Australian Homelessness Monitor 2020
The latest Australian Homelessness Monitor shows the national homelessness rate is set to surge as short-term coronavirus and housing protections phase down.
The 2020 Australian Homelessness Monitor offers an independent analysis of homelessness in Australia. It investigates the changing scale and nature of the problem, and assesses recent policy and practice developments seen in response.
This is the second in the Launch Housing-commissioned Monitor series, conducted by the University of New South Wales (City Futures Research Centre and the Centre for Social Impact) and the University of Queensland.
Pre-pandemic, homelessness in Australia had climbed by 14% to around 290,000 people in the four years to 2018-19.
Homelessness in Australia was temporarily suppressed by COVID-19 measures and had even fallen slightly in April-June 2020.
Unprecedented action by the states in the early months of the pandemic saw at least 33,000 rough sleepers and others booked into hotels and temporary accommodation around the country.
Many of those hotel-housed have since returned to street homelessness in Australia.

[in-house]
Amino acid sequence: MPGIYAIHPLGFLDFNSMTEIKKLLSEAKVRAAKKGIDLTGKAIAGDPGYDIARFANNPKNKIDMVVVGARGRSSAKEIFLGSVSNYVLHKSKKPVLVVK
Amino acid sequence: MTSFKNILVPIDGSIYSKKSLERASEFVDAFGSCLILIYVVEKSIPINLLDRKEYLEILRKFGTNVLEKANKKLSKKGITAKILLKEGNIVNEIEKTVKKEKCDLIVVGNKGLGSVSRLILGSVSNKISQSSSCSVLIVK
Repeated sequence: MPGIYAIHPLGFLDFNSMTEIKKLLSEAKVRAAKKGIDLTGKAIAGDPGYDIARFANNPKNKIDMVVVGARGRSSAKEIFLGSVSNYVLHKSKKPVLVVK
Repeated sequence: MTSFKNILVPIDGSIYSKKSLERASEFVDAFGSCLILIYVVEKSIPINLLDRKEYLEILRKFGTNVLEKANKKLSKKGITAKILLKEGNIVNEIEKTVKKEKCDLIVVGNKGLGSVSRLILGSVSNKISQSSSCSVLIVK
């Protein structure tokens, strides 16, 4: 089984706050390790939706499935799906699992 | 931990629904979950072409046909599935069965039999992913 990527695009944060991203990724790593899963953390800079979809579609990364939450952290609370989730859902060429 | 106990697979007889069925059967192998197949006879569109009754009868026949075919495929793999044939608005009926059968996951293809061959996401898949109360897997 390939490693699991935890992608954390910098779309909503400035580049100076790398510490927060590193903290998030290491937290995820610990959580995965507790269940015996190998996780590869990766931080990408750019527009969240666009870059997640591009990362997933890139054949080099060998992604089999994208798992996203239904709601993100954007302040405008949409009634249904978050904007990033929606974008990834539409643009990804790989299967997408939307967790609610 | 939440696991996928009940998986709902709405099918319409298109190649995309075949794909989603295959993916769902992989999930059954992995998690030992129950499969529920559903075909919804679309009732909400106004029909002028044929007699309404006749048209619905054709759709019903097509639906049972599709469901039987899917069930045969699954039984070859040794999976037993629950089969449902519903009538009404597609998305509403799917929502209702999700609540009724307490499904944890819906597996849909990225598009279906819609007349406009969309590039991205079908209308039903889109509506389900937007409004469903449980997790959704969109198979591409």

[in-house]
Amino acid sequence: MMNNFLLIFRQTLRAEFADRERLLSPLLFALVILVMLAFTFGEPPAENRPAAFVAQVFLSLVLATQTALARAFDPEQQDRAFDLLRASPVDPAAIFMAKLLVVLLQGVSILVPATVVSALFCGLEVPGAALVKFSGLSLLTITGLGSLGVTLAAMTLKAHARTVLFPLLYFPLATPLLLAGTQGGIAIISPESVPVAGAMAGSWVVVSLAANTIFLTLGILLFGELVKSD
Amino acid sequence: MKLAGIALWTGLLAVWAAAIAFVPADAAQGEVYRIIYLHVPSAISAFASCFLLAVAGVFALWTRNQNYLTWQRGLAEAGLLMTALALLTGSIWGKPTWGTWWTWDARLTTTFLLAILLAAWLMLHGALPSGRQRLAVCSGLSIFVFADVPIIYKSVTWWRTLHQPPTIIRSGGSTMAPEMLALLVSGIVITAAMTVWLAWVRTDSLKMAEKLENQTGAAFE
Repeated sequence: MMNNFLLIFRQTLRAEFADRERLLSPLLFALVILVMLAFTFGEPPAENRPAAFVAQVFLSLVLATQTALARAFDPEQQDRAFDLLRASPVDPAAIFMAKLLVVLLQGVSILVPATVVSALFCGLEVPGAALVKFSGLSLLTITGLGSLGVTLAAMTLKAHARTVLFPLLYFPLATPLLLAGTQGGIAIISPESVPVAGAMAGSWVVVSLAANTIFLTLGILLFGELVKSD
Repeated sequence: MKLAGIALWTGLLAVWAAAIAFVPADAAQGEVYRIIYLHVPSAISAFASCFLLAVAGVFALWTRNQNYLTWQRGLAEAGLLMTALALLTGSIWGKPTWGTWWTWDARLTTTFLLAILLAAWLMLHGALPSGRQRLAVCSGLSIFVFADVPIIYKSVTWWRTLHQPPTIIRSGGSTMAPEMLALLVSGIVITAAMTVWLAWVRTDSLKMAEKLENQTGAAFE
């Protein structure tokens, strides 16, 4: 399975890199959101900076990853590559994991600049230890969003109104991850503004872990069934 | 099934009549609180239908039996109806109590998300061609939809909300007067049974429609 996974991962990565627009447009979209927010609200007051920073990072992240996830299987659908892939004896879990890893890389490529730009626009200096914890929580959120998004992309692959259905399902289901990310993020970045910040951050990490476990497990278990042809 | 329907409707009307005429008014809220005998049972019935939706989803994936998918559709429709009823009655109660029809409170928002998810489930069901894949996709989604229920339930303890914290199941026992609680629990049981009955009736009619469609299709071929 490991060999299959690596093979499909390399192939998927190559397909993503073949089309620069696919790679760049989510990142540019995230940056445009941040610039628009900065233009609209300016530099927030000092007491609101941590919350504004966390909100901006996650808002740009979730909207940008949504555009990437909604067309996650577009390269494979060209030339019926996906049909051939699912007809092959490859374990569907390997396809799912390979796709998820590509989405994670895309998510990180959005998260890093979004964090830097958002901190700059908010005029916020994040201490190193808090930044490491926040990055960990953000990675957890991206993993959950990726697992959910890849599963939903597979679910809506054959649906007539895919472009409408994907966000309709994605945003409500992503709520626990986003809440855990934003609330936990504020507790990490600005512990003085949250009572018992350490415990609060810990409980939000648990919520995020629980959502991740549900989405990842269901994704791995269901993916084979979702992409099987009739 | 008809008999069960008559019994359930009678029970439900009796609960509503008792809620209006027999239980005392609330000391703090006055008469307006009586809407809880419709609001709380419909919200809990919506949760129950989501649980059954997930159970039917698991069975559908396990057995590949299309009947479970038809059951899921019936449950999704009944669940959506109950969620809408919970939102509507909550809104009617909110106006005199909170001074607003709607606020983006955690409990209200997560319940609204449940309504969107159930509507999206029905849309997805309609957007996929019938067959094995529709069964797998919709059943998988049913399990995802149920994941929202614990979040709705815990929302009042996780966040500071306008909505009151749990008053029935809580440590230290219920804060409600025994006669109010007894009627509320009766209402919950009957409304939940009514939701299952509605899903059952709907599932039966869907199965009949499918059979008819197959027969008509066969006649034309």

This is especially the case in inner city Adelaide and Sydney, where rough sleeping is once more on the rise. Only a minority of those housed in emergency accommodation will emerge from the crisis permanently housed, despite welcome action by the Victorian and NSW Governments to temporarily expand housing capacity by leasing private rental properties.
The extreme shortage of social and affordable housing will leave Australians facing a huge challenge to meet demand for housing.
Decades of belt-tightening have seen Australia’s social housing supply effectively halved since the 1990s.
This reflects a long-term policy failure by both levels of government and calls for a revived national social housing program as part of a wider Commonwealth-led reform package.